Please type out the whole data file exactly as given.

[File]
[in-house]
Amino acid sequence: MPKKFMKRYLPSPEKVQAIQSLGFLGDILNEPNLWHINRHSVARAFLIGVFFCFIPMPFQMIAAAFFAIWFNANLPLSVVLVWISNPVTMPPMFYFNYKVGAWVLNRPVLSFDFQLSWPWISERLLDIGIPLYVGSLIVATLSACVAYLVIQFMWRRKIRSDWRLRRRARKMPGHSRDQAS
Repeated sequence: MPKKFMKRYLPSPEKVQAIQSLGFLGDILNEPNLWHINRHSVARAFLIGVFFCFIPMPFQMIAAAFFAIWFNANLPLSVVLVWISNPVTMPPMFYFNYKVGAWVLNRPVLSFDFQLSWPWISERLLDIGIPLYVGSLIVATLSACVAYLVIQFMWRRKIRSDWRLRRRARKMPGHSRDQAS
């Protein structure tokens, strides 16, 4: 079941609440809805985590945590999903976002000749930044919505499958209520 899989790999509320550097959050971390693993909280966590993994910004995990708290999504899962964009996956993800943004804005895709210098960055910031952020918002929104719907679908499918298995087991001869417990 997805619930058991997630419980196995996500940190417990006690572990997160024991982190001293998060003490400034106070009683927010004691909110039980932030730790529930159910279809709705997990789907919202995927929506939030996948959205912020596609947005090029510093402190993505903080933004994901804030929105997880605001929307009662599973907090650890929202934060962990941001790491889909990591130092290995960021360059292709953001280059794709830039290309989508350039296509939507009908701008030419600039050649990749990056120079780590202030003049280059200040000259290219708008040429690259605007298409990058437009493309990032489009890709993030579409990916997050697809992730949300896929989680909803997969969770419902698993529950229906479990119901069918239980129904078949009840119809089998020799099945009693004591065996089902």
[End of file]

[in-house]
Amino acid sequence: MPKKFMKRYLPSPEKVQAIQSLGFLGDILNEPNLWHINRHSVARAFLIGVFFCFIPMPFQMIAAAFFAIWFNANLPLSVVLVWISNPVTMPPMFYFNYKVGAWVLNRPVLSFDFQLSWPWISERLLDIGIPLYVGSLIVATLSACVAYLVIQFMWRRKIRSDWRLRRRARKMPGHSRDQAS
Repeated sequence: MPKKFMKRYLPSPEKVQAIQSLGFLGDILNEPNLWHINRHSVARAFLIGVFFCFIPMPFQMIAAAFFAIWFNANLPLSVVLVWISNPVTMPPMFYFNYKVGAWVLNRPVLSFDFQLSWPWISERLLDIGIPLYVGSLIVATLSACVAYLVIQFMWRRKIRSDWRLRRRARKMPGHSRDQAS
């Protein structure tokens, strides 16, 4: 079941609440809805985590945590999903976002000749930044919505499958209520 899989790999509320550097959050971390693993909280966590993994910004995990708290999504899962964009996956993800943004804005895709210098960055910031952020918002929104719907679908499918298995087991001869417990 997805619930058991997630419980196995996500940190417990006690572990997160024991982190001293998060003490400034106070009683927010004691909110039980932030730790529930159910279809709705997990789907919202995927929506939030996948959205912020596609947005090029510093402190993505903080933004994901804030929105997880605001929307009662599973907090650890929202934060962990941001790491889909990591130092290995960021360059292709953001280059794709830039290309989508350039296509939507009908701008030419600039050649990749990056120079780590202030003049280059200040000259290219708008040429690259605007298409990058437009493309990032489009890709993030579409990916997050697809992730949300896929989680909803997969969770419902698993529950229906479990119901069918239980129904078949009840119809089998020799099945009693004591065996089902």